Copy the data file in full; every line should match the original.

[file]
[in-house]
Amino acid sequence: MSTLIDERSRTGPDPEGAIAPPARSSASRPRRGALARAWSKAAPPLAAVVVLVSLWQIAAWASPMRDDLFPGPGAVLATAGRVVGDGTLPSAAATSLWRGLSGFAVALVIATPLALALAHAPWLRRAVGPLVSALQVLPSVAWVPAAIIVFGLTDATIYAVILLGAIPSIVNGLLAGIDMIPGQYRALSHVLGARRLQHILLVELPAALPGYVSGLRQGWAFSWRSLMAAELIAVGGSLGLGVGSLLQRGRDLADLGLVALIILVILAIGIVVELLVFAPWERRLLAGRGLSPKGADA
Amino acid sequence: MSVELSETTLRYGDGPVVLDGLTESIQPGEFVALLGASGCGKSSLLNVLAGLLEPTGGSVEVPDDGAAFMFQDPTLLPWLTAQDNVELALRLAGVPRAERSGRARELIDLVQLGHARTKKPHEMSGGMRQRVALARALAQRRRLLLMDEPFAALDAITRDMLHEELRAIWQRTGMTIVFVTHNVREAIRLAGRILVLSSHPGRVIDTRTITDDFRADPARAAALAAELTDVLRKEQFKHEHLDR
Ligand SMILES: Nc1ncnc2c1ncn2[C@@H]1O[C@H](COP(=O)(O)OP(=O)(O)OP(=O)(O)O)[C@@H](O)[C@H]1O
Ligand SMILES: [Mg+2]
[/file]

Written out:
[in-house]
Amino acid sequence: MSTLIDERSRTGPDPEGAIAPPARSSASRPRRGALARAWSKAAPPLAAVVVLVSLWQIAAWASPMRDDLFPGPGAVLATAGRVVGDGTLPSAAATSLWRGLSGFAVALVIATPLALALAHAPWLRRAVGPLVSALQVLPSVAWVPAAIIVFGLTDATIYAVILLGAIPSIVNGLLAGIDMIPGQYRALSHVLGARRLQHILLVELPAALPGYVSGLRQGWAFSWRSLMAAELIAVGGSLGLGVGSLLQRGRDLADLGLVALIILVILAIGIVVELLVFAPWERRLLAGRGLSPKGADA
Amino acid sequence: MSVELSETTLRYGDGPVVLDGLTESIQPGEFVALLGASGCGKSSLLNVLAGLLEPTGGSVEVPDDGAAFMFQDPTLLPWLTAQDNVELALRLAGVPRAERSGRARELIDLVQLGHARTKKPHEMSGGMRQRVALARALAQRRRLLLMDEPFAALDAITRDMLHEELRAIWQRTGMTIVFVTHNVREAIRLAGRILVLSSHPGRVIDTRTITDDFRADPARAAALAAELTDVLRKEQFKHEHLDR
Ligand SMILES: Nc1ncnc2c1ncn2[C@@H]1O[C@H](COP(=O)(O)OP(=O)(O)OP(=O)(O)O)[C@@H](O)[C@H]1O
Ligand SMILES: [Mg+2]